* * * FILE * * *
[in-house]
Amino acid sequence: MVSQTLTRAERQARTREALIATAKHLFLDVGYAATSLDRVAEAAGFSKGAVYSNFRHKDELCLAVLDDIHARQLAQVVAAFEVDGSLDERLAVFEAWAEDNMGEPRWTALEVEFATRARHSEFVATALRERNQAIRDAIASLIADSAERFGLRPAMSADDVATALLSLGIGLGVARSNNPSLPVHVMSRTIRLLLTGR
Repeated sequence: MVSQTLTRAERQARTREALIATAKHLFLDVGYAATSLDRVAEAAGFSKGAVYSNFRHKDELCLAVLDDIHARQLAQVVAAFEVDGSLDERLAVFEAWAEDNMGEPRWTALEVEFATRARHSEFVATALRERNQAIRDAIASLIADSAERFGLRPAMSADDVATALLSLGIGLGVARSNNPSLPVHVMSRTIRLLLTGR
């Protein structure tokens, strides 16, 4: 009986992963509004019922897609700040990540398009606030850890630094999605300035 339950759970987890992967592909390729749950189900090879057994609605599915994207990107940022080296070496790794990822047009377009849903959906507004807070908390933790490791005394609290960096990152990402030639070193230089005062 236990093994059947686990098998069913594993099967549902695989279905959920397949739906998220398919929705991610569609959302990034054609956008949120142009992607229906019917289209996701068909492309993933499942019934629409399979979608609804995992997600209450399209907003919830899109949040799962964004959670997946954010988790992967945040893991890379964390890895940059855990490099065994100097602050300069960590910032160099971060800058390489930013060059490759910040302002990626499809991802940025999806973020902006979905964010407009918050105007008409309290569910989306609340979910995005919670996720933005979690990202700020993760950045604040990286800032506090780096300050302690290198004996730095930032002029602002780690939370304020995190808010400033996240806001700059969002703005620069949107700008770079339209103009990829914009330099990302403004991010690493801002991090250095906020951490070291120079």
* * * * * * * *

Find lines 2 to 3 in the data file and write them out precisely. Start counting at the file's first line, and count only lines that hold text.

Amino acid sequence: MVSQTLTRAERQARTREALIATAKHLFLDVGYAATSLDRVAEAAGFSKGAVYSNFRHKDELCLAVLDDIHARQLAQVVAAFEVDGSLDERLAVFEAWAEDNMGEPRWTALEVEFATRARHSEFVATALRERNQAIRDAIASLIADSAERFGLRPAMSADDVATALLSLGIGLGVARSNNPSLPVHVMSRTIRLLLTGR
Repeated sequence: MVSQTLTRAERQARTREALIATAKHLFLDVGYAATSLDRVAEAAGFSKGAVYSNFRHKDELCLAVLDDIHARQLAQVVAAFEVDGSLDERLAVFEAWAEDNMGEPRWTALEVEFATRARHSEFVATALRERNQAIRDAIASLIADSAERFGLRPAMSADDVATALLSLGIGLGVARSNNPSLPVHVMSRTIRLLLTGR